This is the third time since 1950 that Neillsville golfers have won the Little Brown Jug and they hope to make it two years in a row in 1959.
“Where is the little boy,
Who tends the sheep?
Under the haycock,
This mechanical age moves apace and nothing under the sun is going to stop it short of an all-consuming nuclear fission.
But, with all the back-breaking labor load that has been lifted from farming and the speed-up provided by machinery; there are still those who prefer the old ways.
Not many, to be sure; but, when it comes to haying, Roy Iverson, venerable chairman of the Town of Dewhurst, by-passes balers, choppers, and blowers in favor of the haycock of long, long ago.
On his farm at the junction of Highway 95 and county trunk J, which leads to Hatfield and Russell Memorial Park, a casual motorist this week will see a sight once common, now rarely seen.
In a 15-acre hayfield are 103 small mounds, or stacks, of hay. These are “haycocks,” the likes of which Little Boy Blue, the favorite farmer of the nursery rhyme set, preferred for his daytime catnaps.
The hay in these cocks was stacked by hand. Assisting in the work was the family of Mr. and Mrs. Rudy Morvak of Milwaukee. Mrs. Morvak is the daughter of Mr. Iverson, and the children are Barbara, Dennis and Carol.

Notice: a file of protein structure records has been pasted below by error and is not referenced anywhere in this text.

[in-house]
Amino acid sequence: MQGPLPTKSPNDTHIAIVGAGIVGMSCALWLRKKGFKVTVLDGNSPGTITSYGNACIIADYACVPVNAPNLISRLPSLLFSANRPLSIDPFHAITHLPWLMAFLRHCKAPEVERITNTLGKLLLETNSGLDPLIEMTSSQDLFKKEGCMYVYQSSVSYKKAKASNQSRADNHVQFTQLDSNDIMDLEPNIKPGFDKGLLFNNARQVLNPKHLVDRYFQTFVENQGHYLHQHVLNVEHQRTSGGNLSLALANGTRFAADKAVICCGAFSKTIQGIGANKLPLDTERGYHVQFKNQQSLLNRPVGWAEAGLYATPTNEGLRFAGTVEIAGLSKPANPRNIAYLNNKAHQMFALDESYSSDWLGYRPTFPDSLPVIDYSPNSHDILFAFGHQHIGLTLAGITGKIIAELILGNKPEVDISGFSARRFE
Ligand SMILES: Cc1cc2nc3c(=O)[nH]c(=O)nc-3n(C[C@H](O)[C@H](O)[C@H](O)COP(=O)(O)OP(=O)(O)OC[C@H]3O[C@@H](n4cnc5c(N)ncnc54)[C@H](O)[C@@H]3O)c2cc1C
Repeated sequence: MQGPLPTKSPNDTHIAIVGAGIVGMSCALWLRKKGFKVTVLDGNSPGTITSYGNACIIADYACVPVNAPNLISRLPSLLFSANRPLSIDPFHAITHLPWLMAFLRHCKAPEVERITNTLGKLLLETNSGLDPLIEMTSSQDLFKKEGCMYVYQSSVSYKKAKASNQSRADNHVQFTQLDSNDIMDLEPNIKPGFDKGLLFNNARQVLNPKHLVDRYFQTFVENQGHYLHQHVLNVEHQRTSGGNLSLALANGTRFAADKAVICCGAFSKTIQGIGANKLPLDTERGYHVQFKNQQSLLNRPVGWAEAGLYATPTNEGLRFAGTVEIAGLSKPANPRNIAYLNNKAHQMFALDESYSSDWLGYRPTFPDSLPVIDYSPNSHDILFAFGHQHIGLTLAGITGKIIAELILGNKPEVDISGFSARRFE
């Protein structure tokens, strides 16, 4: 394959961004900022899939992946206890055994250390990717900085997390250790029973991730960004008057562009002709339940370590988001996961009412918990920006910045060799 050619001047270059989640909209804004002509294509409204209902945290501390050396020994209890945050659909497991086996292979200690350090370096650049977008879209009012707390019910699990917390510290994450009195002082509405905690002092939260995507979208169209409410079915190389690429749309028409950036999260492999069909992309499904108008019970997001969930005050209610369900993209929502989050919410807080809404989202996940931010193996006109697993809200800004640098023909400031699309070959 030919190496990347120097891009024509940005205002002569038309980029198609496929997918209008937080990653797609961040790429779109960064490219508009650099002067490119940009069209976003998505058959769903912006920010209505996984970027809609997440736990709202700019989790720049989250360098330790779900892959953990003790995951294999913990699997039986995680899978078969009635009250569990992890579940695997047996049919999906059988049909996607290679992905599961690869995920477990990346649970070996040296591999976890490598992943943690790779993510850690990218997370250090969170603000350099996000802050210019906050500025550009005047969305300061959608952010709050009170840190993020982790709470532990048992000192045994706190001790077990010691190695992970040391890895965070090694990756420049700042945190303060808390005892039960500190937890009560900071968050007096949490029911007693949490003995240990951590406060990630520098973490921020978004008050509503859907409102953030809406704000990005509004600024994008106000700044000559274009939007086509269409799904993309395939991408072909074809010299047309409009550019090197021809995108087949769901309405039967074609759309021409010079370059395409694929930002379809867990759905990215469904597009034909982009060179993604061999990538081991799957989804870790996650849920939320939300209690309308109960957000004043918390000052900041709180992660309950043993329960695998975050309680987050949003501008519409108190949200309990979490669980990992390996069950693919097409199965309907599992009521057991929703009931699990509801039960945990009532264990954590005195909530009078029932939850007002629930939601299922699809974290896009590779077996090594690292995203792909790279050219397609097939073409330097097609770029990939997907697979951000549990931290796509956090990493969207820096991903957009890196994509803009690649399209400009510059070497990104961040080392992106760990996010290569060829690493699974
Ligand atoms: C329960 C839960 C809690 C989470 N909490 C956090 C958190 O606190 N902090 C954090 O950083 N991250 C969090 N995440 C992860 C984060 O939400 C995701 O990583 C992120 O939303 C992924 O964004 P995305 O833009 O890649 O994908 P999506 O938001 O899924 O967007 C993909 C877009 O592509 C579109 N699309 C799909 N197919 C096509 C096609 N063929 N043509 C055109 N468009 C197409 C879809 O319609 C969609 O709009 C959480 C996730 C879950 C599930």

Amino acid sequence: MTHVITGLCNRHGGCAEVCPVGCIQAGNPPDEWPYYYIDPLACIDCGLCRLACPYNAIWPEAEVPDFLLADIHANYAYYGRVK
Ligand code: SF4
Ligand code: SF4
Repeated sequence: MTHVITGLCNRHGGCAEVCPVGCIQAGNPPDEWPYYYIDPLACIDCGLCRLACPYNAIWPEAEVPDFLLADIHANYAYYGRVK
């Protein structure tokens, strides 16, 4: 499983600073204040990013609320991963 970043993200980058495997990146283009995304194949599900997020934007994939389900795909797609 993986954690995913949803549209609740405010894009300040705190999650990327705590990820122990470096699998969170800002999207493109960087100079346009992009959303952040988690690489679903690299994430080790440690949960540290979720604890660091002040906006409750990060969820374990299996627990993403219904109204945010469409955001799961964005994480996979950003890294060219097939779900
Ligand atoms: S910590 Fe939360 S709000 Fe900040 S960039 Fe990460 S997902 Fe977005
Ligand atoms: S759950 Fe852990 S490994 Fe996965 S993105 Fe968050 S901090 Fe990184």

Every year the Morvaks and their children take to their grandparents’ hayfield to help. For them it appears to be the kind of an outing looked forward to from year to year, much like city children look forward to the day or week in camp. And perhaps that is one of the reasons the Iversons have continued to put up their hay the way granddad and great-granddad used to do it. They like the fun of the hay harvest with the whole family pitching in as a unit.
Where modern machinery in use on most farms will clean up the haying in three to four days of good weather, the Iversons plan to spend about a week getting in the 15 acres. Their concession to machinery is the use of a mower and a tedder. That’s as far as it goes. And, like as not, one may find Mr. Iverson sharpening the cutter bar of the mower with a hand stone if he stops in for a few moments during haying time.